In some clinical trials, the outcome is the difference in the distributions of survival times of an experimental and a control group. Survival curves (functions) plot the proportion of all individuals in a population or sample surviving at a variety of dates. The term 'survival' sounds like life-and-death, which it sometimes is, but survival curves can be used to study times required to reach any well-defined endpoint (for example, discharge from hospital, return to work).
The analysis of survival data in clinical trials can pose problems because some observations are censored as the event of interest has not occurred for
336 Survival Rate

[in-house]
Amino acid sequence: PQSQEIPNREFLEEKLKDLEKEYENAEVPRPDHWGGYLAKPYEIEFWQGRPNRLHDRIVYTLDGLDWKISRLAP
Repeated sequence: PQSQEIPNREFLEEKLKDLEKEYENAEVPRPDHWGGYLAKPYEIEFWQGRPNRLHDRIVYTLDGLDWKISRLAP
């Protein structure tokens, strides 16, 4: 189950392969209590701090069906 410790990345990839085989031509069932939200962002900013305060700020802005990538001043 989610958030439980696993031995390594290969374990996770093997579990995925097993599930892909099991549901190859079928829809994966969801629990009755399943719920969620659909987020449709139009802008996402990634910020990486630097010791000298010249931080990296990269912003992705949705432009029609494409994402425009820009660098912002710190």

all patients over the study period. For example, when patients are recruited over, say, three years, one recruited at the end of the study may be alive at follow-up after a year, whereas one recruited at the start may have died after two years. The patient who died has a longer observed survival than that for the one who still survives and whose ultimate survival time may be unknown. The Kaplan-Meier Method is a method of estimating the proportion of patients surviving to any given date, which is also the estimated probability of survival to that time for a member of the population from which the sample is drawn. A survival curve (Kaplan-Meier curve) plots the estimated probability of survival for a sample of data (not the actual proportion surviving) against time on the horizontal axis in such a fashion that the censoring is allowed for and the maximum use is made of the available data.
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